Getting the Environment Right (and focusing on the positive)

 

 “He can’t sit still at school!”  “She always gets annoyed by her brother at home when they are playing!”  So often we want to focus on the problem areas, the situations where our children aren’t meeting our expectations, that we forget to look for clues in the activities and environments where they are excelling. As you work on communication skills with your child, give thought to the environments where they are thriving.

 

I work with children who can hold it together well at school, but unleashed upon the home environment, every bit of self-control seems to fly out the window.  They disobey, push their parent’s buttons, and antagonize their siblings.  Conversely, I also know children who can’t seem to focus at school on their academic work, but stay occupied and focused for an hour building a Lego set with 1000 pieces in their backyard at home.

 

You can find clues in your child’s favorite pastimes.  If they hold it together well at school, look at the structure in place within the school environment.  There is a set schedule, set rules, and announcements which are reviewed every day.  The expectations are consistent, the transitions mostly predictable, and the time for breaks and down time logical.  Some of our most difficult children need the most structure. They need overkill with repetition, transition preparation, and a review of expectations.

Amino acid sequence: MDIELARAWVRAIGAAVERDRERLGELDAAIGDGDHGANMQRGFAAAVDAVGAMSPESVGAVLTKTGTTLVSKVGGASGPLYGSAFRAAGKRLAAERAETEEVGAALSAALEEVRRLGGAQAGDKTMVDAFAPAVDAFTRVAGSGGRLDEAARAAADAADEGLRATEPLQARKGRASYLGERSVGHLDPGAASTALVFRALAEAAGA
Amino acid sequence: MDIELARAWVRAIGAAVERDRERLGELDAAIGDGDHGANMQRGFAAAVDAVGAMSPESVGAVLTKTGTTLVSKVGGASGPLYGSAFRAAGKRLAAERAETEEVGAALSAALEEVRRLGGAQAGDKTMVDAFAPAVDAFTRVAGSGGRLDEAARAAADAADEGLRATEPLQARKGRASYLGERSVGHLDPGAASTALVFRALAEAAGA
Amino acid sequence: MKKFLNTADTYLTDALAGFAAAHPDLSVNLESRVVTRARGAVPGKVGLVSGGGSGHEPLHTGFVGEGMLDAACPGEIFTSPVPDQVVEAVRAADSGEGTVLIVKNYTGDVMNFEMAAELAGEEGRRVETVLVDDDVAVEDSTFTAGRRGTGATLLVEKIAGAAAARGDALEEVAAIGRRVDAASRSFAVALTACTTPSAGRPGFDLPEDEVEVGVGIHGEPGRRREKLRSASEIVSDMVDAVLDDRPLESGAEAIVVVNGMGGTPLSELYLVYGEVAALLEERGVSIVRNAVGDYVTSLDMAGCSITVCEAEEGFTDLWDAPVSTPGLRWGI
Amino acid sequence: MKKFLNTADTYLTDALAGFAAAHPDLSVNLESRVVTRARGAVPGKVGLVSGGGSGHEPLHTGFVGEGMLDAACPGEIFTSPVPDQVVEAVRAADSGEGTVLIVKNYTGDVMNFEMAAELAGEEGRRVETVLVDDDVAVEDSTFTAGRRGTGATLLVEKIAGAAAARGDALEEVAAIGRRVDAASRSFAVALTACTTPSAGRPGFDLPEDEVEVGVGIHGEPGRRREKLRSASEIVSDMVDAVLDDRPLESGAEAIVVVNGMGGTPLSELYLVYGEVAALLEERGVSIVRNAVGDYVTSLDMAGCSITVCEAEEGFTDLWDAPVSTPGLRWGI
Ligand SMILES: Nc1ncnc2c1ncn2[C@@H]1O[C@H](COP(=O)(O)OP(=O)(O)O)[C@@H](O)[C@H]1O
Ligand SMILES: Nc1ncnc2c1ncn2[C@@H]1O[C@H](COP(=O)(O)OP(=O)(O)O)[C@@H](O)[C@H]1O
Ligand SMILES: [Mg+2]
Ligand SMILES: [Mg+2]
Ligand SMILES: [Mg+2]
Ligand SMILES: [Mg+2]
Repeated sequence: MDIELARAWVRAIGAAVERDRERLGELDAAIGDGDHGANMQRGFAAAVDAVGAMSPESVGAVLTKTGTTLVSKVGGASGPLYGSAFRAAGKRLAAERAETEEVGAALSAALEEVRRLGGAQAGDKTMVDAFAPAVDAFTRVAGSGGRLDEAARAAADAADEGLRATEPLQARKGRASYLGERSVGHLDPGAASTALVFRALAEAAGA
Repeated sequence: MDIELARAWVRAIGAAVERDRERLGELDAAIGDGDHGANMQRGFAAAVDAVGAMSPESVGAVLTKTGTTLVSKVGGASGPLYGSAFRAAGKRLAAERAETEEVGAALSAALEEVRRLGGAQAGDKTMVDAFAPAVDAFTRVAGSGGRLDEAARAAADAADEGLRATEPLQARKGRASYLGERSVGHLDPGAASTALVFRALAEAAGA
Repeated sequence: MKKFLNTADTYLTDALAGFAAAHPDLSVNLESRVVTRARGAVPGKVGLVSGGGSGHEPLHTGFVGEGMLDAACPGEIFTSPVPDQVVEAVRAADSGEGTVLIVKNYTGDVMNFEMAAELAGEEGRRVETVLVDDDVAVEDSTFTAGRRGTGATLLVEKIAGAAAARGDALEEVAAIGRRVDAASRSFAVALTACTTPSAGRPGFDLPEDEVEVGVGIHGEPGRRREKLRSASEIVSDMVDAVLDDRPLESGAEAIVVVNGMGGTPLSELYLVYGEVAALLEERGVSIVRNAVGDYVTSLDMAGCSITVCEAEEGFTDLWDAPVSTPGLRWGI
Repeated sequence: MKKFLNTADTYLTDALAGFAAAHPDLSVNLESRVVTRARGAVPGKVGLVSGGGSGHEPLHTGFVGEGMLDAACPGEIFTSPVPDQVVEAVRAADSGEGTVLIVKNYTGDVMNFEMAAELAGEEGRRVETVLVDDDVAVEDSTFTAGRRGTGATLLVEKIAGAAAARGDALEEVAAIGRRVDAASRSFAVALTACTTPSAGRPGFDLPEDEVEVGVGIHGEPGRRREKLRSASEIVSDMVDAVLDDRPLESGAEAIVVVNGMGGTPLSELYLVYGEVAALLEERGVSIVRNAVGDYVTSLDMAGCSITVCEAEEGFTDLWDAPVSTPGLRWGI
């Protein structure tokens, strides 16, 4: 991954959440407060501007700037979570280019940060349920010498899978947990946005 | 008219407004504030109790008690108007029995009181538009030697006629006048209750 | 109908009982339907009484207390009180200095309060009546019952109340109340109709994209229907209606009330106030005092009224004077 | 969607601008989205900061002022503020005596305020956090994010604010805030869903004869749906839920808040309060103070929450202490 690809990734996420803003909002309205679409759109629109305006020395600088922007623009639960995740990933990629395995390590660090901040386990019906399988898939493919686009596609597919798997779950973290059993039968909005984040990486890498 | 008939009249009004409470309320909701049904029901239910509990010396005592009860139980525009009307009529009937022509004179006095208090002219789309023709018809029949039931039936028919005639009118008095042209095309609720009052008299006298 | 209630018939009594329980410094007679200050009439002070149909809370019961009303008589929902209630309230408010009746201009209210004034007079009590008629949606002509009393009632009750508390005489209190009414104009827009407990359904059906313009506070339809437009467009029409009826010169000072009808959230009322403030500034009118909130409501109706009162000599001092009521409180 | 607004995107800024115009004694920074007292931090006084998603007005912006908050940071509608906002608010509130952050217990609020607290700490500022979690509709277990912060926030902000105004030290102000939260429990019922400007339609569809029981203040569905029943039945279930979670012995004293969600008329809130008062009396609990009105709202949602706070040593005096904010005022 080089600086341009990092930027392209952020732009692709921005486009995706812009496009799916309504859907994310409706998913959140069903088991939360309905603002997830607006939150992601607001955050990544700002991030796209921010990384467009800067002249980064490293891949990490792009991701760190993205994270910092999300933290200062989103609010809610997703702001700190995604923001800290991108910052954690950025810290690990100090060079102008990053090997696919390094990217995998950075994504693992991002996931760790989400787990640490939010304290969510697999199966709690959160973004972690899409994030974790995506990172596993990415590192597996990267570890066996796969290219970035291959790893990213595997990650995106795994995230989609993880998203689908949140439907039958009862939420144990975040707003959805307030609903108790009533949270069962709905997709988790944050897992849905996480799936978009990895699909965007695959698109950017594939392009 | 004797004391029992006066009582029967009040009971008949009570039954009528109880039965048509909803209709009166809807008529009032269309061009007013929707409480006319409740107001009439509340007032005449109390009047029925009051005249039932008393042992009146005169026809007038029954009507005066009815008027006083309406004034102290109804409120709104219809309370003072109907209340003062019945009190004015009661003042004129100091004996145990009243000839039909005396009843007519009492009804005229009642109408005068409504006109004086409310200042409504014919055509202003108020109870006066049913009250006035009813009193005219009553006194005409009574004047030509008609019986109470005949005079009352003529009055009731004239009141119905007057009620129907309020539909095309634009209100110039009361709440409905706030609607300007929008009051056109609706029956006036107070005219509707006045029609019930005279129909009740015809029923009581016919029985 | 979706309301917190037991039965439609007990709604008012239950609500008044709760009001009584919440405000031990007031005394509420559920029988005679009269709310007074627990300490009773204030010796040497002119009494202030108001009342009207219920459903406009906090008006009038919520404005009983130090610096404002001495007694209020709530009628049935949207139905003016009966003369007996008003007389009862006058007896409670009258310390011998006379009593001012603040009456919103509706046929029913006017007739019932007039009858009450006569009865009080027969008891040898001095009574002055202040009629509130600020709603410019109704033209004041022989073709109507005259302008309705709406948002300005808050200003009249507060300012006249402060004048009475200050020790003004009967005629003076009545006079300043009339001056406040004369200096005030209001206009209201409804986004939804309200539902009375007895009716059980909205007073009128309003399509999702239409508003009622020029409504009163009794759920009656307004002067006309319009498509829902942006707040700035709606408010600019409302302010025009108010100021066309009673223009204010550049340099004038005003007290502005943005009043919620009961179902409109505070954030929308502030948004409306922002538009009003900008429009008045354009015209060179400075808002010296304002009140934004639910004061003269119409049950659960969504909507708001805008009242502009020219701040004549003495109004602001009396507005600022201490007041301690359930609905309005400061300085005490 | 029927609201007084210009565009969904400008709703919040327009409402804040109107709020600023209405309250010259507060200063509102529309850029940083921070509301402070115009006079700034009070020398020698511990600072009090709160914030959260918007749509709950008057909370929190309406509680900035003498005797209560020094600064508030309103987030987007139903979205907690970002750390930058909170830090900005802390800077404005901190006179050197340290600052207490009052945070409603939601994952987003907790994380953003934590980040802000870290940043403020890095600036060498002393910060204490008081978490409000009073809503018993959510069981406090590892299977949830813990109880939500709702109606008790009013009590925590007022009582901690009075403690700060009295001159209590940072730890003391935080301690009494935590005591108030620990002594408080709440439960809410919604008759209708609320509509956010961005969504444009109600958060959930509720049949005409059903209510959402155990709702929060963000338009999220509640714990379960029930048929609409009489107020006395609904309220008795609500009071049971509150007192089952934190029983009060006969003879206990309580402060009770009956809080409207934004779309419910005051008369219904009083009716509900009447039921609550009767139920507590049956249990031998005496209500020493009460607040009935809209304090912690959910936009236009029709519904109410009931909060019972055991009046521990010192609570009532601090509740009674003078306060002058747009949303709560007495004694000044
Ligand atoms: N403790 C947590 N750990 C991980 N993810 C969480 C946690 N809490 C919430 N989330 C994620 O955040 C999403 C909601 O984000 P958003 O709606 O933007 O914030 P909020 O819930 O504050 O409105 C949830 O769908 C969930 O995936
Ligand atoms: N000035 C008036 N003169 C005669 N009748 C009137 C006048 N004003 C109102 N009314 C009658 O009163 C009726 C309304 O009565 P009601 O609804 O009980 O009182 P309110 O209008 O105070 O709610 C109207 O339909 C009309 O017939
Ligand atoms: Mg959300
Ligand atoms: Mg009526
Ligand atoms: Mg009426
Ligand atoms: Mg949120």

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If your child is falling apart at school, consider how their learning can tap into the multisensory environment they love at home.  Outside time, physical breaks, sensory reinforcement (like sitting on a wiggle cushion or having a hand-fidget), hands-on learning… all can help refocus and energize their learning.

 

What ideas can you find from the activities your child loves?  Why do they love that karate class?  How about digging in the backyard?  What makes them read for hours in the backyard hammock?  Make a list of everything you can think of that about that environment (“She loves reading fantasy, she can go at her own pace”), and include the sensory components of each (e.g. “it’s sunny and quiet, the hammock rocks back and forth,”etc.)  Then circle the elements of each activity that you could replicate for another, more challenging situation.

 

Need help?  List your child’s favorite activity and environment below, and we’ll come up with some ideas.

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